Doctor insights on:
Medicine For Retinitis
Hereditary condition: It is a complex combination of hereditary conditions that affect the photoreceptors. Its a degenerative process that can be caused by a number of mutations and depending on the type, vision loss can begin as early as soon after birth to as late as in your middle age. Sometimes vision loss can be mild enough that you may not realize you have it. ...Read more
In error: The original disease was described in europe due to the profound visual loss. The scattering of pigment reminded the eyedocs of pigment seen in syphilitic retinal disease, and so it was called "retinitis" indicating an inflammatory, possibly infectious origin. Only later was it found to be hereditary with many forms and progressions. ...Read more
Retinochoroidopathy: Birdshot retinochoroidopathy is an uncommon chronic posterior uveitis. It should be followed by a specialist. Treatment is focused on reducing inflammation. This can be done with steroids or cyclosporine with or without ketoconazole. Other agents tried include mycophenolate mofetil, azathioprine, methotrexate, and daclizumab. Please see the doctor for appropriate treatment and follow-up. ...Read more
Late 1800s: Retinitis pigmentosa (RP), an inherited degeneration of the retina has been around since ancient times. The actual [pathology could not be observed until the ophthalmoscope was discovered in the mid 1800s.. The appearance of the retina reminded early observers of infectious, usually syphylitic retinopathy. So it was name RP. Now we know it is not infected, but inherited. ...Read more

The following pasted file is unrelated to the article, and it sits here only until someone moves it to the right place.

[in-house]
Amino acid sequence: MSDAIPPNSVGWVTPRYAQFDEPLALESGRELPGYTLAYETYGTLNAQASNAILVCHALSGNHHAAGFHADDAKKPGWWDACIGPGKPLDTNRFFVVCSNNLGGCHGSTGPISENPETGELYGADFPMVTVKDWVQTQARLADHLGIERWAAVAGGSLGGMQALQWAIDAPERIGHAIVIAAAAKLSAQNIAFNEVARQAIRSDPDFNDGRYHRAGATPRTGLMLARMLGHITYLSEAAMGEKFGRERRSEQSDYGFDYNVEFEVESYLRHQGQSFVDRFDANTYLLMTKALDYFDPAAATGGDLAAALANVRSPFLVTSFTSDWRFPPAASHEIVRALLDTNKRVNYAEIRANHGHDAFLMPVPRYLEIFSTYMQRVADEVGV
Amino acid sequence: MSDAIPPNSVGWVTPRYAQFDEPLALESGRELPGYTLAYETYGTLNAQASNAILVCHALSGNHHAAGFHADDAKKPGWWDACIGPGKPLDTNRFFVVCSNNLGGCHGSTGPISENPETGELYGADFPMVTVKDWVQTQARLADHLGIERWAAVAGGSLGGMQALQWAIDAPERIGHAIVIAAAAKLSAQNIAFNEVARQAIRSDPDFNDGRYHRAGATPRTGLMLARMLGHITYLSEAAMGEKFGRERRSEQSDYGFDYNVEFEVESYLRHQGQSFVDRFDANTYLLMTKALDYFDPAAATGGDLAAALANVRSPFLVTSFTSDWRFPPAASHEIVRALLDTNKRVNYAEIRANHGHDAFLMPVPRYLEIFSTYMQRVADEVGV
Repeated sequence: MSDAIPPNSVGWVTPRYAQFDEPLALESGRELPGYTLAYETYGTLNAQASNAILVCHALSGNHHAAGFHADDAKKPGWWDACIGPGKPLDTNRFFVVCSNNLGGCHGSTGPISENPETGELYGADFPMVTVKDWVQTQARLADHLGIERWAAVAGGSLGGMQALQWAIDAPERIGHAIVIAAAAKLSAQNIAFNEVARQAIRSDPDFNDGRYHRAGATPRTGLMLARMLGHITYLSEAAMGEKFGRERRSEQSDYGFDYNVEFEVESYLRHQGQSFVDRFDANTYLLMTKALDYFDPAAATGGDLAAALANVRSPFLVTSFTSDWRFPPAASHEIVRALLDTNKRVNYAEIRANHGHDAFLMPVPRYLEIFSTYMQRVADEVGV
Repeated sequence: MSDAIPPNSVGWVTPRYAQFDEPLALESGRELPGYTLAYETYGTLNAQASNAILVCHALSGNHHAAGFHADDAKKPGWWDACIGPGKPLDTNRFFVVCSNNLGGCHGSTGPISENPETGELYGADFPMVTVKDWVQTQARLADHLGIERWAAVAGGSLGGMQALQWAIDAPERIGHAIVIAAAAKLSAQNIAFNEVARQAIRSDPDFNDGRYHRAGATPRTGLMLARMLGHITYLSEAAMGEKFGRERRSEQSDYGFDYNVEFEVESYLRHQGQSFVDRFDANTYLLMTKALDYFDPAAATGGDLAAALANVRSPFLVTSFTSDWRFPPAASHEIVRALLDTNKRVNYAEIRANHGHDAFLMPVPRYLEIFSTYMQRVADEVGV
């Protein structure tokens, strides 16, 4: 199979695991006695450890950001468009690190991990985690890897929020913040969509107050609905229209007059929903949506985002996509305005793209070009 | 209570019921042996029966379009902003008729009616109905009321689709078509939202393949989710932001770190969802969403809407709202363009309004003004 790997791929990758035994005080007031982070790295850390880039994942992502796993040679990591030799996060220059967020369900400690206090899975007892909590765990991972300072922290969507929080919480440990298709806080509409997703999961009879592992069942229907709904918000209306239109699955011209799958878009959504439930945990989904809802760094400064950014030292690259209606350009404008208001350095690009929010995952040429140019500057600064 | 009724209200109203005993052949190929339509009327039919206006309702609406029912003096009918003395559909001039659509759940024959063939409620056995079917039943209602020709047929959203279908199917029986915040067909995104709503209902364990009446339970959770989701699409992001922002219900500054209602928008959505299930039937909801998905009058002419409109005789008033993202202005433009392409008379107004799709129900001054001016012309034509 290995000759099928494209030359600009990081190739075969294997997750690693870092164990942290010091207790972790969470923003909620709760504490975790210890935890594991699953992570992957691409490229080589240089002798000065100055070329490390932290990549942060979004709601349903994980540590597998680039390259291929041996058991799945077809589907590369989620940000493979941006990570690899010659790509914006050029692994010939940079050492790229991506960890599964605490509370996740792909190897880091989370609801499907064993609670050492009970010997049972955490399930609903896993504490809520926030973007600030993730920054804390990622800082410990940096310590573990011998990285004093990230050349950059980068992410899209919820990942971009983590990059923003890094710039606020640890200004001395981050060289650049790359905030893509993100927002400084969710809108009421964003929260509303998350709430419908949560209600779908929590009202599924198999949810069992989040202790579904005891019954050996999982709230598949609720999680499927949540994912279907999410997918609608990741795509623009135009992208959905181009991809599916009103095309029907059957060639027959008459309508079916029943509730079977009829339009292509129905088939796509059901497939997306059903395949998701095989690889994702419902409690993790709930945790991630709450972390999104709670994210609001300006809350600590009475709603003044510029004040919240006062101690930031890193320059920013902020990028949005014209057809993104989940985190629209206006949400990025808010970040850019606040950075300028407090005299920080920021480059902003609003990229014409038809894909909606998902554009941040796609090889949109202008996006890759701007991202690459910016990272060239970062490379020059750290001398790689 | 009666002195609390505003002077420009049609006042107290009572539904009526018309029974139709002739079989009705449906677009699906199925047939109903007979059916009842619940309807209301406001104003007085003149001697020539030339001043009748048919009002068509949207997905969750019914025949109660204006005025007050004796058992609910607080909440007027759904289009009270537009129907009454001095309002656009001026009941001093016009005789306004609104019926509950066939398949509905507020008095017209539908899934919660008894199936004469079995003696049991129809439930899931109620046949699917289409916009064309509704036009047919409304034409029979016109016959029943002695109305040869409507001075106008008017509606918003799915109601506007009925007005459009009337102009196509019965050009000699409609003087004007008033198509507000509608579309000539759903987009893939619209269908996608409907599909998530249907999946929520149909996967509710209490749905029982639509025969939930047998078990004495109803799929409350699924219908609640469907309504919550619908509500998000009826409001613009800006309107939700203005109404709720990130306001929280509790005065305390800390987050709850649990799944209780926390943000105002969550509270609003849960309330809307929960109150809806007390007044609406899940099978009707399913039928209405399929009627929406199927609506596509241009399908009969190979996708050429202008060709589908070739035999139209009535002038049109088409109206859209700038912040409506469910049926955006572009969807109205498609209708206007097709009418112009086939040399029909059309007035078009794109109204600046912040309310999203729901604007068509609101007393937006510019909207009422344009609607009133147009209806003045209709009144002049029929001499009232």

ERG: There is a test that is done to determine whether the rods and cones in the retina are functioning. It is called an electroretinogram. Standardization is important and going to a facility that specializes in this test is required. It is not found in most ophthalmology offices. Of course, an eye exam precedes all of this. Good luck. ...Read more
Symptoms; tests: Retinitis pigmentosa (RP) is usually first noticed when the patient has difficulty seeing at night or loses a significant part of the field of vision. On examination there are characteristic appearances to the retina, and there is test called an ERG which gives the absolute diagnosis. Sometimes other cases are in the family. ...Read more
Www.blindness.org: Website for foundation for fighting blindness. There is no cure as yet, but low vision aids may be beneficial. Follow up with eye specialist is important as some rp patients develop edema in the retina and cataract. There are a few trials going on involving new technologies including stem cell and more... ...Read more
Yes: People with retinitis pigmentosa should still be followed though treatment is limited. There are complications that can be addressed such as cataracts and swelling in the retina associated with retinitis pigmentosa. Low vision evaluation is also important. New therapies are being studied, so your retinal specialist can keep you updated. ...Read more
Retinitis pigmentosa is an inherited form of retinal disease that may decrease vision or even complete blindness (unusual).